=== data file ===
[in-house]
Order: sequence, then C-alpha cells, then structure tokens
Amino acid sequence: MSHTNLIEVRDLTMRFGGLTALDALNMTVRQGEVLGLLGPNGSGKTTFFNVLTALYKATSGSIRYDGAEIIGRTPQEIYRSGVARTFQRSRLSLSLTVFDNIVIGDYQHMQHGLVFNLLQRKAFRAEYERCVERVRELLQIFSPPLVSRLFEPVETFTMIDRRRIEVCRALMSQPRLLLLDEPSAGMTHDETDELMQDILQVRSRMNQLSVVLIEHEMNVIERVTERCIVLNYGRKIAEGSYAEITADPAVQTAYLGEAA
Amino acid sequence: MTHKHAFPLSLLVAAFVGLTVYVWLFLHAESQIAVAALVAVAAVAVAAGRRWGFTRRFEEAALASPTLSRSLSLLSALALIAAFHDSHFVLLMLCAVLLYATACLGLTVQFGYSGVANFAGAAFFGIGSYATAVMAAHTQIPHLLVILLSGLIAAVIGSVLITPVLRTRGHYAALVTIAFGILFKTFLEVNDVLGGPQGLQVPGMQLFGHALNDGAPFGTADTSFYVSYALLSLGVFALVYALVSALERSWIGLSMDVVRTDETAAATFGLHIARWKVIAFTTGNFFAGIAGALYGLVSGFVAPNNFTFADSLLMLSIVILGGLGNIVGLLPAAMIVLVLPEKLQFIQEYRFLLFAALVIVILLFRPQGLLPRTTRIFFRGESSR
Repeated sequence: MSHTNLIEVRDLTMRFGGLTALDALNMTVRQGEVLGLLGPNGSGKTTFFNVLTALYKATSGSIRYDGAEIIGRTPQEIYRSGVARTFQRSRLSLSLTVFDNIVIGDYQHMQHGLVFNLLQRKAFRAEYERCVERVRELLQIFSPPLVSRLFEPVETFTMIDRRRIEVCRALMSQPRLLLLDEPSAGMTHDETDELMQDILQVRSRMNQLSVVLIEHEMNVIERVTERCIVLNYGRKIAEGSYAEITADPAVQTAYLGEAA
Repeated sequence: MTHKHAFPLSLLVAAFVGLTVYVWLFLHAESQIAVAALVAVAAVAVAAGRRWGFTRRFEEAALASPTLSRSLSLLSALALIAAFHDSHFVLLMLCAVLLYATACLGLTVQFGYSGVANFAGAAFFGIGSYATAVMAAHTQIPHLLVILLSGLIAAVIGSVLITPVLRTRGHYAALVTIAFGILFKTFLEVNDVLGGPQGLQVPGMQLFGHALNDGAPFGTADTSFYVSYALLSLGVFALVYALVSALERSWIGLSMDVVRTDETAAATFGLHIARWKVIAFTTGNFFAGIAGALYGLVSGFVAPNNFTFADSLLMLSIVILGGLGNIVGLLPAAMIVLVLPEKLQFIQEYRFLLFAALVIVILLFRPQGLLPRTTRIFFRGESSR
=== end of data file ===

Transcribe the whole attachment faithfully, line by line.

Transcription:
[in-house]
Order: sequence, then C-alpha cells, then structure tokens
Amino acid sequence: MSHTNLIEVRDLTMRFGGLTALDALNMTVRQGEVLGLLGPNGSGKTTFFNVLTALYKATSGSIRYDGAEIIGRTPQEIYRSGVARTFQRSRLSLSLTVFDNIVIGDYQHMQHGLVFNLLQRKAFRAEYERCVERVRELLQIFSPPLVSRLFEPVETFTMIDRRRIEVCRALMSQPRLLLLDEPSAGMTHDETDELMQDILQVRSRMNQLSVVLIEHEMNVIERVTERCIVLNYGRKIAEGSYAEITADPAVQTAYLGEAA
Amino acid sequence: MTHKHAFPLSLLVAAFVGLTVYVWLFLHAESQIAVAALVAVAAVAVAAGRRWGFTRRFEEAALASPTLSRSLSLLSALALIAAFHDSHFVLLMLCAVLLYATACLGLTVQFGYSGVANFAGAAFFGIGSYATAVMAAHTQIPHLLVILLSGLIAAVIGSVLITPVLRTRGHYAALVTIAFGILFKTFLEVNDVLGGPQGLQVPGMQLFGHALNDGAPFGTADTSFYVSYALLSLGVFALVYALVSALERSWIGLSMDVVRTDETAAATFGLHIARWKVIAFTTGNFFAGIAGALYGLVSGFVAPNNFTFADSLLMLSIVILGGLGNIVGLLPAAMIVLVLPEKLQFIQEYRFLLFAALVIVILLFRPQGLLPRTTRIFFRGESSR
Repeated sequence: MSHTNLIEVRDLTMRFGGLTALDALNMTVRQGEVLGLLGPNGSGKTTFFNVLTALYKATSGSIRYDGAEIIGRTPQEIYRSGVARTFQRSRLSLSLTVFDNIVIGDYQHMQHGLVFNLLQRKAFRAEYERCVERVRELLQIFSPPLVSRLFEPVETFTMIDRRRIEVCRALMSQPRLLLLDEPSAGMTHDETDELMQDILQVRSRMNQLSVVLIEHEMNVIERVTERCIVLNYGRKIAEGSYAEITADPAVQTAYLGEAA
Repeated sequence: MTHKHAFPLSLLVAAFVGLTVYVWLFLHAESQIAVAALVAVAAVAVAAGRRWGFTRRFEEAALASPTLSRSLSLLSALALIAAFHDSHFVLLMLCAVLLYATACLGLTVQFGYSGVANFAGAAFFGIGSYATAVMAAHTQIPHLLVILLSGLIAAVIGSVLITPVLRTRGHYAALVTIAFGILFKTFLEVNDVLGGPQGLQVPGMQLFGHALNDGAPFGTADTSFYVSYALLSLGVFALVYALVSALERSWIGLSMDVVRTDETAAATFGLHIARWKVIAFTTGNFFAGIAGALYGLVSGFVAPNNFTFADSLLMLSIVILGGLGNIVGLLPAAMIVLVLPEKLQFIQEYRFLLFAALVIVILLFRPQGLLPRTTRIFFRGESSR